• Chicago’s Apartment Rent Growth Surpasses National Average for the First Time in Over a Decade

    For the first time in over 10 years, Chicago passed the national average for year-over-year apartment rental growth as relatively mild construction has kept demand high, while a national pullback in rents caused by overbuilding has allowed it to leapfrog once-surging markets.

    Over the past few years, growing tertiary and gateway multifamily markets in the Southern and Western regions of the United States were crushing the stalwarts of the Midwest and the Northeast with their double-digit rent growth returns. While Chicago was no slouch, at 8% rental growth, it couldn’t compete with the rental growth rates of such markets as Orlando and Phoenix, clocking in at 23% and 18%, respectively.

    Yet those who placed their money on the stability of a Midwestern gateway market like Chicago’s believed that durable demand would be a safer bet than runaway returns. Those prudent bets on the Windy City have paid off. Although rental growth slowed in Chicago too, it wasn’t to the same extent as the rest of the nation. In addition, out of the country's 10 largest gateway markets, Chicago posted the largest multifamily rent growth. In fact, its year-over-year rental growth was 40%, or 120 basis points, more than second-place New York City’s growth rate of 3.2%.

    “The underlying demand fundamentals of Chicago – diversity of economy, average rent as a percentage of household income, continued net positive absorption of units – lead us to believe Chicago will outperform other gateway markets in the coming quarters, dissipating past and future uncertainties,” Matthew Berry, managing director of investments at Chicago’s John Buck Co., said in an email to CoStar News.

    Greater Demand Than Supply Keeps Apartment Rental Growth Climbing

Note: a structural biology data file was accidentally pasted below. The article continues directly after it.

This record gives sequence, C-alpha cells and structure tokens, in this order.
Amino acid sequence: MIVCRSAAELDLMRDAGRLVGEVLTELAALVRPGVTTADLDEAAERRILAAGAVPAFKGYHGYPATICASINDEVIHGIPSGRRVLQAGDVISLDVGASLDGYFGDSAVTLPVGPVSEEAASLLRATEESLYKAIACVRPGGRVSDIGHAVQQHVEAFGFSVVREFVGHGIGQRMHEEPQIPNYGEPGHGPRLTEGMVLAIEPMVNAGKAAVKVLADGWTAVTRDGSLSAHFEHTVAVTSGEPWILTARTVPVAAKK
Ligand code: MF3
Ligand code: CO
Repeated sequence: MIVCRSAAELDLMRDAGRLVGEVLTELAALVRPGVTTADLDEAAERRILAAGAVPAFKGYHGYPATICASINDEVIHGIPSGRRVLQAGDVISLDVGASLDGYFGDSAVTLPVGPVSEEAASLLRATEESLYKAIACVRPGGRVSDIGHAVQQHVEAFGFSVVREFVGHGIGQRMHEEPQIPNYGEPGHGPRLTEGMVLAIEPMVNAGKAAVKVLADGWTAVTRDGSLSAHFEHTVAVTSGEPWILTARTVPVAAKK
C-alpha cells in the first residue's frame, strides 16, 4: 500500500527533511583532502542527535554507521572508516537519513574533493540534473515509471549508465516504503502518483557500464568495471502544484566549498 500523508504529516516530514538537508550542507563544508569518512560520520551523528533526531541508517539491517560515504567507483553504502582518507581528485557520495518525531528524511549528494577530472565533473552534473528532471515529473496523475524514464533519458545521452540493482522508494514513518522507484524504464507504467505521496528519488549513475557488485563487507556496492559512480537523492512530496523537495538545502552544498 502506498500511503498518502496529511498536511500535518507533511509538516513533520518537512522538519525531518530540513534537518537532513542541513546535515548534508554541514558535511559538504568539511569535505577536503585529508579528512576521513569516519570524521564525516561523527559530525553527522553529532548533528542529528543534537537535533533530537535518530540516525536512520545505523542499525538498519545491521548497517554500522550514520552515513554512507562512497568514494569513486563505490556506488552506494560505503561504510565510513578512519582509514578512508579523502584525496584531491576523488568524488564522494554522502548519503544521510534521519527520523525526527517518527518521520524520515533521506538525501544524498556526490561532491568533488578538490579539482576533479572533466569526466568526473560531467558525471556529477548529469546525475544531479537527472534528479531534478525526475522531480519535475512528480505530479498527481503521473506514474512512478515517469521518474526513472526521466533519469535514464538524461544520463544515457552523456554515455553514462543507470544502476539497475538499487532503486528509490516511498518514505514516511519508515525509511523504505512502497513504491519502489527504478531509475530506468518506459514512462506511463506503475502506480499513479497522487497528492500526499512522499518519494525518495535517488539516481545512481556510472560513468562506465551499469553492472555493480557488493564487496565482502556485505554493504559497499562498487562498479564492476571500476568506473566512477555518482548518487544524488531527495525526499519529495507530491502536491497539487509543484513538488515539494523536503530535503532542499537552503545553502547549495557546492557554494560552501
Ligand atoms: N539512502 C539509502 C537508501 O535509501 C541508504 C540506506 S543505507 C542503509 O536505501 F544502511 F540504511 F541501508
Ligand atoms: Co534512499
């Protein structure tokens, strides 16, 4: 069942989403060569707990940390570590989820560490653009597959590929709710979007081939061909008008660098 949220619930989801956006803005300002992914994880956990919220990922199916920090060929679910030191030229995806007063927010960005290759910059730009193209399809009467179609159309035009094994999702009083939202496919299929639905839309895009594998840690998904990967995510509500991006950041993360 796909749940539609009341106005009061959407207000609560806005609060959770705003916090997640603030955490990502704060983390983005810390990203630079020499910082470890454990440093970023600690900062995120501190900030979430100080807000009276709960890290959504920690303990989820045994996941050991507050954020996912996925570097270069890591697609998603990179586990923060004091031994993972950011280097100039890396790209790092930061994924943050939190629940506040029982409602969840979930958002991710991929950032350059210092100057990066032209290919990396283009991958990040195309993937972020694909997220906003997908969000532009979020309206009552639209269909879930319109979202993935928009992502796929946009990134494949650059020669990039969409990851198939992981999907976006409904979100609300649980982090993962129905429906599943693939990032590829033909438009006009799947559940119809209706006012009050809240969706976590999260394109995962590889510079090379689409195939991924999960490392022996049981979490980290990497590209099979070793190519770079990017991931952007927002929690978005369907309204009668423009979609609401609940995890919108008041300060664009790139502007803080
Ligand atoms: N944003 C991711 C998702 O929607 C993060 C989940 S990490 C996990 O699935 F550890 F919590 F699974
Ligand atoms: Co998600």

It’s a common assumption that is usually backed up by the data: Recently built properties are a surefire way to boost overall residential starting rents. Yet this narrative hasn't always been true in Chicago over the past 12 months.

    In fact, many of the market's cities and urban neighborhoods with the highest rental growth have seen minimal construction. For example, North DuPage County saw its multifamily inventory increase by just over 2% since 2019. Before that, no inventory expansions occurred here since 2005, yet the area is recording 9.4% year-over-year rental growth now.

    This storyline does not always play out that neatly, though. The cities of Elgin and Dundee, on the other hand, registered an almost 10% rental growth rate since 2019 as inventory expanded by almost 20%.

    Rising rents are simply a matter of supply. When the apartment supply is less than the market demands, regardless of recent inventory expansions, rents increase. The areas, generally, that saw the most rental increases were those that were not saturated with new supply. Or stated another way, the lack of new development in many of Chicago's suburban areas gave older, mid-priced properties a unique edge to raise asking rates.

    For example, rental growth among mid-priced Class B properties grew by almost 12% in North DuPage County and 11% in Elgin and Dundee from the fourth quarter of 2021 to the fourth quarter of 2022, regardless of how high-end, Class A properties in the area were performing. In Elgin and Dundee, as much as the multifamily inventory expanded, it clearly didn't expand enough. Across Chicago, this correlation appears to be true.